Little Bits of History


Posted in History by patriciahysell on October 8, 2014
Don Larson's perfect game

Don Larson’s perfect game

October 8, 1956: Don Larson pitches a perfect game. Larson was born in Michigan City, Indiana in 1929. The family moved to San Diego, California in 1944 and Larsen played both basketball and baseball in high school there. He was offered several college scholarships for basketball. Larsen played for the local American Legion’s baseball team and was spotted by St. Louis Browns scout, Art Schwartz. Larsen signed with one of the minor league teams in 1947 rather than go to college. He played with the Aberdeen Pheasants that year and appeared in 16 games. He stayed for the next season and won 17 games. In 1949, he moved up classes but remained in the minors. He was drafted in 1951 during the Korean War and served in a number of non-combat jobs.

Larsen made his Major League Baseball debut on April 17, 1953 when he pitched five innings for the St. Louis Browns. At the end of his rookie year, he had a 7-12 record and a 4.16 ERA. He also pitched 96 strikeouts in 38 games, having started 22 of them. Unfortunately, he also allowed the most hits with 202. For the 1954 season, the Browns moved and became the Baltimore Orioles. His stats that year were 3-21 and 80 strikeouts in 29 games. Two of Larsen’s three wins that year were against the New York Yankees, including a 10-0 shutout on July 30, his last win of the year. The Orioles only won 54 games that year and were in seventh place. The Yankees had won 103 but were still only in second behind the Cleveland Indians.

George Weiss blamed the 1954 season’s second place on aging pitching staff. He brought Larsen over for the 1955 season. He played there until 1949 and went 45-24 during his five seasons. He was starting pitcher 90 times and backup pitcher 128. In 1956, the Yankees made it to the World Series. On this day, they were playing Game 5 at Yankee Stadium against the Brooklyn Dodgers. Larsen had started pitching in Game 2 and only lasted 1.2 innings which didn’t stop the Yankees from losing the 13-8 game. He only gave up one hit, but he had walked four batters in that short time.

For Game 5, Larsen was back on the mound and completed the game with just 97 pitches. Only one Dodger batter, Pee Wee Reese, was able to get a 3-ball count. Larsen pitched the only perfect game in a World Series. He pitched the only perfect postseason game, a record that stood until 2010. The closest moment to losing this honor came in the fifth inning when Gil Hodges hit a line drive which was miraculously caught by center fielder Mickey Mantle who made a spectacular running catch. Mantle also scored the first of two runs which snagged the win for the Yankees. Perfectly pitched games are such a rarity that they have only happened 23 times in MLB history (21 times in the modern era).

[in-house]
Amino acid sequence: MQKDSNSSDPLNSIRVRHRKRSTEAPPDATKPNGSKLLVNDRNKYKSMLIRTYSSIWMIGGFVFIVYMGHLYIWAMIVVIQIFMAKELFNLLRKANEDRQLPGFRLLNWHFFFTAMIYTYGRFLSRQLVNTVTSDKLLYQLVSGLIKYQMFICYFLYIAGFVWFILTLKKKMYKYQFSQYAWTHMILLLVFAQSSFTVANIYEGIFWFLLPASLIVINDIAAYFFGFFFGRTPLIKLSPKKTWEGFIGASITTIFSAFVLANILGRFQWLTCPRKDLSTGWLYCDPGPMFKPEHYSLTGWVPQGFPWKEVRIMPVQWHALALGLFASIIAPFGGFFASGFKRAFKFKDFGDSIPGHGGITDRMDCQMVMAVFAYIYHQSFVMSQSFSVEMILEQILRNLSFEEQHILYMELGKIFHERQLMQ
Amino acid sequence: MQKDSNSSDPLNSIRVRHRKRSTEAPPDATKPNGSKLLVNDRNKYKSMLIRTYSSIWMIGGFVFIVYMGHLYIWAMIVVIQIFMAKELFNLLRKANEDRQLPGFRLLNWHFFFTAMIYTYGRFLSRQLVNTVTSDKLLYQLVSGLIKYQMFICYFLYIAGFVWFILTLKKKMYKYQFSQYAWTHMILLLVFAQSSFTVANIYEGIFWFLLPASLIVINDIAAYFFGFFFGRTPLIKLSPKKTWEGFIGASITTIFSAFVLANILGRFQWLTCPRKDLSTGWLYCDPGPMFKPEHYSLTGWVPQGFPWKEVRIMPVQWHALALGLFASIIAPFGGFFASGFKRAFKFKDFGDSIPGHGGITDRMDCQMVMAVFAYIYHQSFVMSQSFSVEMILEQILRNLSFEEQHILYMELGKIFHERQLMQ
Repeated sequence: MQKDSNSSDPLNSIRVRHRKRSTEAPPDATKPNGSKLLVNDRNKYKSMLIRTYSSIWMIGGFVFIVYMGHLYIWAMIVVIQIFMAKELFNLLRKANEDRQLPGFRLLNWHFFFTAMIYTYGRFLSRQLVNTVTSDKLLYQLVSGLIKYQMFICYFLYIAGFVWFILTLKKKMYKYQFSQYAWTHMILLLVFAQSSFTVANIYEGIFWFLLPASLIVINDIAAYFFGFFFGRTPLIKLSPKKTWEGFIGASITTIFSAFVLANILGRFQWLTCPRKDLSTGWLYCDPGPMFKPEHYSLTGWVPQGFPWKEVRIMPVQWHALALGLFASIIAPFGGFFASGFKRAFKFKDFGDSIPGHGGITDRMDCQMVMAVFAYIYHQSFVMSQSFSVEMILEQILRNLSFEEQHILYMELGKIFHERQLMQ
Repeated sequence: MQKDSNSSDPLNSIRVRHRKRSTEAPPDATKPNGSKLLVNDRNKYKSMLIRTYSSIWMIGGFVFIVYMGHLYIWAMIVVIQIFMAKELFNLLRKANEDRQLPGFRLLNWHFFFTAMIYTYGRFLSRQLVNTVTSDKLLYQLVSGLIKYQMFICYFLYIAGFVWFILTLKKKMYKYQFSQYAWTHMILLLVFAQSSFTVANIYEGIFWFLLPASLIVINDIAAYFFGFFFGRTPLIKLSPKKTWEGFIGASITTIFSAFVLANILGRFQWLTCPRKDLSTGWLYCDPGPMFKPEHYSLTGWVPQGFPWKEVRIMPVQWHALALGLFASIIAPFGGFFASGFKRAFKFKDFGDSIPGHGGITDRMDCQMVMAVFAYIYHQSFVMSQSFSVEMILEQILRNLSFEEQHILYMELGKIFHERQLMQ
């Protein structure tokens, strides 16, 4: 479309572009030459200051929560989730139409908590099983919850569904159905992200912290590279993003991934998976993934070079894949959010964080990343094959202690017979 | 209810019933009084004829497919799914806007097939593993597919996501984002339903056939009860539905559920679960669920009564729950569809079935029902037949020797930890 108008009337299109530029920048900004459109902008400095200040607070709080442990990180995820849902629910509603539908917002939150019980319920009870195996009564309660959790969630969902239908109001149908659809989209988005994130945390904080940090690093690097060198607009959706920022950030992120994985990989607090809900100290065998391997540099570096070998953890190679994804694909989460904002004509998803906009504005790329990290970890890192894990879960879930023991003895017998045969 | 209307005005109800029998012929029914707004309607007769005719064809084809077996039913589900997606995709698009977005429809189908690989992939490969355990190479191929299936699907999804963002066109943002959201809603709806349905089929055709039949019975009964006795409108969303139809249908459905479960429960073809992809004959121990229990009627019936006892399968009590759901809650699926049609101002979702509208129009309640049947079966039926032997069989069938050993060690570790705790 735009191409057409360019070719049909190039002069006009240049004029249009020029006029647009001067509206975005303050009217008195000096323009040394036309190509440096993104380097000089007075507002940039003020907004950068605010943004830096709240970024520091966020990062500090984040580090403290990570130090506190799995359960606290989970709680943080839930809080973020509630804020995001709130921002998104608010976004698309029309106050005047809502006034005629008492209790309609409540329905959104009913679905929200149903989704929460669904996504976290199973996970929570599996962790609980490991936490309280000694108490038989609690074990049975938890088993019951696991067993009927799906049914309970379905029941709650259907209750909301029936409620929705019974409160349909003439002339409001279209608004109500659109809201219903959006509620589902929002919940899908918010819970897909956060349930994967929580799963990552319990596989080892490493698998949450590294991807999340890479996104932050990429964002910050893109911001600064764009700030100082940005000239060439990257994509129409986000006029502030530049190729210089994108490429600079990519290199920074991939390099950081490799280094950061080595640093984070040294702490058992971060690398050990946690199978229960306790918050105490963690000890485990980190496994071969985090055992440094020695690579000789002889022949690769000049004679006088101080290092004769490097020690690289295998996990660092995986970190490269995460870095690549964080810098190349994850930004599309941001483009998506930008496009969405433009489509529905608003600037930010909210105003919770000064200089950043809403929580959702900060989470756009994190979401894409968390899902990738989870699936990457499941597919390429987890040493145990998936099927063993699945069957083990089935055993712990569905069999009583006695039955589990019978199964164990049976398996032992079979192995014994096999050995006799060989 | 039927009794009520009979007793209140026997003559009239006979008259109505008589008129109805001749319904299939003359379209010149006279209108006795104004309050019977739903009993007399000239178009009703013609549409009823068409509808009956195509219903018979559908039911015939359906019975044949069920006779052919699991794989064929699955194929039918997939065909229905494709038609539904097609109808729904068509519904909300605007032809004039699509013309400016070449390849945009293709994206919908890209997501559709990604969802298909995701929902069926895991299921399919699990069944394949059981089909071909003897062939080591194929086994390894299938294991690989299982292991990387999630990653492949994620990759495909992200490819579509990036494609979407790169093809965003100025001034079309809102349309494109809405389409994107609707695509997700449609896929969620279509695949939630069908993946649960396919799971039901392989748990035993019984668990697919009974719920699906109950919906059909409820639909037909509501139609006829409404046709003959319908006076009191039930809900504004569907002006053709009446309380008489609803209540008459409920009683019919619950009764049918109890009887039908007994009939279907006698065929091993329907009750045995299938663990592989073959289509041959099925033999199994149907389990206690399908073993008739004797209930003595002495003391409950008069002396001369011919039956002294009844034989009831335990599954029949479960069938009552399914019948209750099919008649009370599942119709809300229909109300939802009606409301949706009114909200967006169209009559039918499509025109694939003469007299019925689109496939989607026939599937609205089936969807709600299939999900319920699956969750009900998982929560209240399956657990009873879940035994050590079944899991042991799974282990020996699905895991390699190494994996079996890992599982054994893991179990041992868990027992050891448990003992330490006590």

When it was over, I was so happy, I felt like crying. I wanted to win this one for Casey (Stengel). After what I did in Brooklyn, he could have forgotten about me and who would blame him? But he gave me another chance and I’m grateful. – Don Larsen

Sometimes a week might go by when I don’t think about that game, but I don’t remember when it happened last. – Don Larsen

No, why should I? – Don Larsen when asked if he is tired of speaking about his perfect game

The Yankees have all the hits in the game. – Mel Allen dealing with the sportscasting taboo of speaking openly about a no-hitter

Also on this day: Mrs. O’Leary’s Cow – In 1871, the Great Chicago Fire began to burn.
Opium – In 1856, the Second Opium War began.
Signatures – In 1793, John Hancock died.
Fog – In 2001, fog was a factor in a horrific plane crash.


One Response

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  1. vanbraman said, on October 9, 2014 at 12:48 am

    Thanks for the reminder of the anniversary. Here is what I wrote last year:

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